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Visiting Charlecote Park with your dog

Dogs on a walk at Charlecote Park
Bring your dog for a day out at Charlecote Park | © Annapurna Mellor

Exploring the parkland with your four-legged friend is a great way to enjoy Charlecote Park. We welcome well-behaved dogs on short leads, along the designated dog walking routes. Discover the dog-friendly café and find out where you can and can’t go with your dog at Charlecote Park.

Our pawprint rating system

We’ve been working on making it easier for you to find out how dog-friendly your visit will be before you and your four-legged friend arrive. To help with this, we've created a new pawprint rating system and given all the places in our care a rating. You can find this information in the National Trust members’ handbook.

Charlecote Park is a two-pawprint rated place.

These places have water bowls, dog bins and dog-friendly walks. You’ll be able to take your dog into some areas, but not everywhere. If there’s a food and beverage outlet, you can have a cup of tea and nibble with them, inside or outside. Read on to discover exactly where you can take your dog.

Where can my dog go?

Charlecote Park is home to grazing livestock and is teeming with wildlife, so we've set up special dog-walking routes around the parkland to help give you space to enjoy the outdoors and other animals the freedom to roam. Please only use a short lead (2 - 3 metres) when visiting with your dog, as long leads can disturb the grazing livestock and wildlife.

The routes can take between 20 minutes to an hour, depending on your chosen route and walking pace. They're perfect for either a short walk or relaxed, longer visit. Please remember to keep your dog on a short lead at all times.

Charlecote's dog-friendly café and restaurant

Dogs are welcome in the Wood Yard café, both inside the café and in the courtyard, as well as in the Orangery restaurant.

A dog on a lead sits patiently next to its owner with a bowl of water at Dinefwr, Carmarthenshire, Wales
Your four-legged friend can join you at the Wood Yard café and Orangery restaurant | © National Trust Images/James Dobson

The Canine Code

We’ve worked with our partner Forthglade to come up with this Canine Code, which helps to make sure everyone can enjoy their day:

  • Keep them close: using a short lead helps to keep your dog from disturbing ground-nesting birds and farm animals. It's essential to use a short lead around sheep. But if cattle approach you, it's best to let your dog off the lead, and call them back when it's safe to do so.
  • Pick up the poo: please always clear up after your dog. If you can't find a bin nearby, take the poo bags home with you.
  • Watch the signs: keep an eye on local signs and notices wherever you're walking. They'll tell you if a beach has a dog ban, for instance, or if a path has been diverted, or if you're in an area where dogs can run off-lead.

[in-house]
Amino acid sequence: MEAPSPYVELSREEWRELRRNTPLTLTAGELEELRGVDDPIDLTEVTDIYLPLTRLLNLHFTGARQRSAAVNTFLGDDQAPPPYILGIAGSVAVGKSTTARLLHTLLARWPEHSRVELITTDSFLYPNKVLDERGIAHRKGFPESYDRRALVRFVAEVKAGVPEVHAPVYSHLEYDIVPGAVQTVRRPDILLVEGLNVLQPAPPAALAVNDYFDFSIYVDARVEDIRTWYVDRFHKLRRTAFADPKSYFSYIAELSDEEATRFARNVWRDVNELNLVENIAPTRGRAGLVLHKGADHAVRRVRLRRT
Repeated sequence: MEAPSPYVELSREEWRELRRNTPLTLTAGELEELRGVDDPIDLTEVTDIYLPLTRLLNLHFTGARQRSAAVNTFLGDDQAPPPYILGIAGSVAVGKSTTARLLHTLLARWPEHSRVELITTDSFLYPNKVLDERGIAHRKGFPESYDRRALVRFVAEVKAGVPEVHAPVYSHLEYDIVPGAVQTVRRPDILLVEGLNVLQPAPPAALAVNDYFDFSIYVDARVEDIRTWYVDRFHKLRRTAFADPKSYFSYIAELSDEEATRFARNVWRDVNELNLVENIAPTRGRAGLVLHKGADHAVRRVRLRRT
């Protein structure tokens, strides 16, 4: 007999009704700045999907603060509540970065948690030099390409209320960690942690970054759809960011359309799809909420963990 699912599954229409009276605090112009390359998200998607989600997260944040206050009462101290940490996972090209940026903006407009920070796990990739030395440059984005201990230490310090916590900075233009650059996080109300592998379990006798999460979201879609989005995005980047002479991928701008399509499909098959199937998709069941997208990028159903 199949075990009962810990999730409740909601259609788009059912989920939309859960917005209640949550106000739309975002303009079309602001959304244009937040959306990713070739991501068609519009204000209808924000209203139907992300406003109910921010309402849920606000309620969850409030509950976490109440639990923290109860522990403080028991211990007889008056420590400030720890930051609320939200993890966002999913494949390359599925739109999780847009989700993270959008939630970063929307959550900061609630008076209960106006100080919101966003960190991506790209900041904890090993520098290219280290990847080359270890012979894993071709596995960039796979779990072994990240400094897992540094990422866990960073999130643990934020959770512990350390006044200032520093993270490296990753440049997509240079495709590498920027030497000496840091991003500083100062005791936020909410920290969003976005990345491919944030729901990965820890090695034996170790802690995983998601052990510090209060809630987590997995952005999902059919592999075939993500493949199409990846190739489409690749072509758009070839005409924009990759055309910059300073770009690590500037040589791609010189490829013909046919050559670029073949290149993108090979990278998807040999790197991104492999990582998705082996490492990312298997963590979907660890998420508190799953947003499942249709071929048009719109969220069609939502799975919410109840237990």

• Stay on the ball: remember that not everyone loves dogs, and some people fear them. So make sure your dog doesn't run up to other people, especially children.

Facilities available for my dog

You'll find several water bowls for your dog dotted around outside some of the main buildings at Charlecote, including the shop, visitor reception and the Gatehouse. Do let us know if you spot that they need topping up.

There are tether points attached to the picnic benches in the Wood Yard so your pup can stay in sight and reserve your spot while you grab your order from the café. Leaving your pup for any length of time can be distressing, so please hurry back.

Short leads and dog poo bags are available from visitor reception for you to use if you've forgotten to bring any. There are plenty of dog poo bins located around the route to help you keep Charlecote Park clean.

Where can't my dog go?

Space is restricted in the house, outbuildings and second-hand bookshop, so only assistance dogs are allowed inside at these places. Please make sure they are wearing an identity harness.

If you’d like to visit inside the house, please bear in mind that there isn’t anywhere to leave your dog while you go inside. If you are visiting with another person, you can take turns visiting the house while the other person walks the dog outside. Parts of the gardens are very narrow and so only open to assistance dogs.

No dogs are allowed in West Park (over the bridge) as it’s close to the deer sanctuary.

There are three bodies of water at Charlecote Park comprising two rivers and a lake. If you cross a body of water, then you've stepped outside one of the designated dog walking areas.

Safety first

The water can be very appealing for some, but the rivers are fast flowing and we ask you not to let your dog swim in any of the rivers or the lake at Charlecote. 

Keeping control of your dog

Our definition of close or effective control is: ​

  • Being able to recall your dogs in any situation at the first call
  • Being able to clearly see your dog at all times (not just knowing they have gone into the undergrowth or over the crest of the hill). In practice, this means keeping them on a footpath if the surrounding vegetation is too dense for your dog to be visible
  • Not allowing them to approach other visitors without their consent
  • Having a lead with you to use if you encounter livestock or wildlife, or if you are asked to use one
Visitors in the garden at Charlecote Park, Warwickshire

Discover more at Charlecote Park

Find out when Charlecote Park is open, how to get here, the things to see and do and more.

Our partners


We've partnered with natural pet food maker Forthglade so that you and your dog can get even more out of the special places we care for.

Visit website 

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